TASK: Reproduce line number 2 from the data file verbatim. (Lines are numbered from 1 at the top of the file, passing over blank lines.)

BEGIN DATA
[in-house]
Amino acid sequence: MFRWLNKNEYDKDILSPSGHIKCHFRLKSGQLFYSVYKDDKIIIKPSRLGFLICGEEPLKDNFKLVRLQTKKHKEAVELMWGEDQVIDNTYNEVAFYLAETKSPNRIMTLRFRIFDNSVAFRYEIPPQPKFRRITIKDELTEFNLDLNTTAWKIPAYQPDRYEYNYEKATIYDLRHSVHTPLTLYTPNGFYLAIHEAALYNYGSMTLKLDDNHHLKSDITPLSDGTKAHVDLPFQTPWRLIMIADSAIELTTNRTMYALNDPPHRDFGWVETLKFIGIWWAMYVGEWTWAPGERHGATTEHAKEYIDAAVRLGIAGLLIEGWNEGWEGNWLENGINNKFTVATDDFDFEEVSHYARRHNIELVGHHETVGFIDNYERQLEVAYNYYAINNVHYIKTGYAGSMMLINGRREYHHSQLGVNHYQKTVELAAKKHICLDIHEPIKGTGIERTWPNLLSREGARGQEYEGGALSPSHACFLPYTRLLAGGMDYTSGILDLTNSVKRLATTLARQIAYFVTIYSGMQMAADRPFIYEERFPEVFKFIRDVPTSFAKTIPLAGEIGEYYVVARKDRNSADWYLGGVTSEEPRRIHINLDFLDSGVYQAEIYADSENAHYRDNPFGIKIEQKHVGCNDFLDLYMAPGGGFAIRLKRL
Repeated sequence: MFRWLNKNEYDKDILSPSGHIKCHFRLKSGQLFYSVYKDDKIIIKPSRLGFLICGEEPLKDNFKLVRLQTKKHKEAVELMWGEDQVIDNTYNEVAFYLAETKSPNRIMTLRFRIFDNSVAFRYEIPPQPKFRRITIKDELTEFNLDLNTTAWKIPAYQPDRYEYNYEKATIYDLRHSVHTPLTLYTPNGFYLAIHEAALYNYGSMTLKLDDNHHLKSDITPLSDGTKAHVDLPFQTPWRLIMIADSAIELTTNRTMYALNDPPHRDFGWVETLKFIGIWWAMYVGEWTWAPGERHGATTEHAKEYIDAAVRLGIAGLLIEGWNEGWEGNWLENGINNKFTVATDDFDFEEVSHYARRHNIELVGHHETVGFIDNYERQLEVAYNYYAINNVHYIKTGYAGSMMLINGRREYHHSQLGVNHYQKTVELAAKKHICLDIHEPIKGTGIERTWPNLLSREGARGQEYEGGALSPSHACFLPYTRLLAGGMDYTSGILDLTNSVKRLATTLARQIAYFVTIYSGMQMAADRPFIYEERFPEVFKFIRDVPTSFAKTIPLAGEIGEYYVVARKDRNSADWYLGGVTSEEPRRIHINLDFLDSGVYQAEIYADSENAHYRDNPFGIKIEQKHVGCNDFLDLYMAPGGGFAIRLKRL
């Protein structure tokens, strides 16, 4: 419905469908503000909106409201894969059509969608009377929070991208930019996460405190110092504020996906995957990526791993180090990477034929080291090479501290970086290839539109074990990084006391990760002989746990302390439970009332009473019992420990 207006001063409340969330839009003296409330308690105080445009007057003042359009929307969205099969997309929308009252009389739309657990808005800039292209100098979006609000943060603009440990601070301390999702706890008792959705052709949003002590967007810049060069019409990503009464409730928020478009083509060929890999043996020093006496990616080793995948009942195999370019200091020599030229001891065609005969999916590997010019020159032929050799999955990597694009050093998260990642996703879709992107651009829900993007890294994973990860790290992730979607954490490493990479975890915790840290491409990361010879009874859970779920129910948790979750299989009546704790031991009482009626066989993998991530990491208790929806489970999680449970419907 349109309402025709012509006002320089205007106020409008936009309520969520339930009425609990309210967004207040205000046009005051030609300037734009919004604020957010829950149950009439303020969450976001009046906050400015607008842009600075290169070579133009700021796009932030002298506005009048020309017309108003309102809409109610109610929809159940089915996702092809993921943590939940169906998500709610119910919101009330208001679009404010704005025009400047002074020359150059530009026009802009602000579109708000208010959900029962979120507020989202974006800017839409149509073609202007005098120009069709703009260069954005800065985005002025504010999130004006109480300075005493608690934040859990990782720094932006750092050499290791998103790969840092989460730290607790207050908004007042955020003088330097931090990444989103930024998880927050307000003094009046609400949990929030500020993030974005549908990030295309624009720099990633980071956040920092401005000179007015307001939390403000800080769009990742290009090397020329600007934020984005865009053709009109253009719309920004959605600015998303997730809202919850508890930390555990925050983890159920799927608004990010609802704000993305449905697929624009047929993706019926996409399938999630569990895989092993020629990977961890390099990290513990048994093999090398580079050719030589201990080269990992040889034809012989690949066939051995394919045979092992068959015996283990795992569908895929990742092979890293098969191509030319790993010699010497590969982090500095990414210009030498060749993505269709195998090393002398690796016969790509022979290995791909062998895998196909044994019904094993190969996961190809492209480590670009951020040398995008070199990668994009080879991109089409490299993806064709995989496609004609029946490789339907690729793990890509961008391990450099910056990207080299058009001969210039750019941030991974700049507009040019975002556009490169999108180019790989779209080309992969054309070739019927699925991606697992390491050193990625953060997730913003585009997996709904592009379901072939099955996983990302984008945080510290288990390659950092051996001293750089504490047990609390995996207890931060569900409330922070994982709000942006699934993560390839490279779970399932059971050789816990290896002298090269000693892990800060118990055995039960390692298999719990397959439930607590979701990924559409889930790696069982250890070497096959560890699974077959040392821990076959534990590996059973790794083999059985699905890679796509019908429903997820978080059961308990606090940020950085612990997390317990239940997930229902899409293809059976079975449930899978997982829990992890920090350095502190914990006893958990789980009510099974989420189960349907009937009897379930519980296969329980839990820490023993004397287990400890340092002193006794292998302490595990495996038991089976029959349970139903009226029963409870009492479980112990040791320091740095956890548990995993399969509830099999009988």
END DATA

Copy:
Amino acid sequence: MFRWLNKNEYDKDILSPSGHIKCHFRLKSGQLFYSVYKDDKIIIKPSRLGFLICGEEPLKDNFKLVRLQTKKHKEAVELMWGEDQVIDNTYNEVAFYLAETKSPNRIMTLRFRIFDNSVAFRYEIPPQPKFRRITIKDELTEFNLDLNTTAWKIPAYQPDRYEYNYEKATIYDLRHSVHTPLTLYTPNGFYLAIHEAALYNYGSMTLKLDDNHHLKSDITPLSDGTKAHVDLPFQTPWRLIMIADSAIELTTNRTMYALNDPPHRDFGWVETLKFIGIWWAMYVGEWTWAPGERHGATTEHAKEYIDAAVRLGIAGLLIEGWNEGWEGNWLENGINNKFTVATDDFDFEEVSHYARRHNIELVGHHETVGFIDNYERQLEVAYNYYAINNVHYIKTGYAGSMMLINGRREYHHSQLGVNHYQKTVELAAKKHICLDIHEPIKGTGIERTWPNLLSREGARGQEYEGGALSPSHACFLPYTRLLAGGMDYTSGILDLTNSVKRLATTLARQIAYFVTIYSGMQMAADRPFIYEERFPEVFKFIRDVPTSFAKTIPLAGEIGEYYVVARKDRNSADWYLGGVTSEEPRRIHINLDFLDSGVYQAEIYADSENAHYRDNPFGIKIEQKHVGCNDFLDLYMAPGGGFAIRLKRL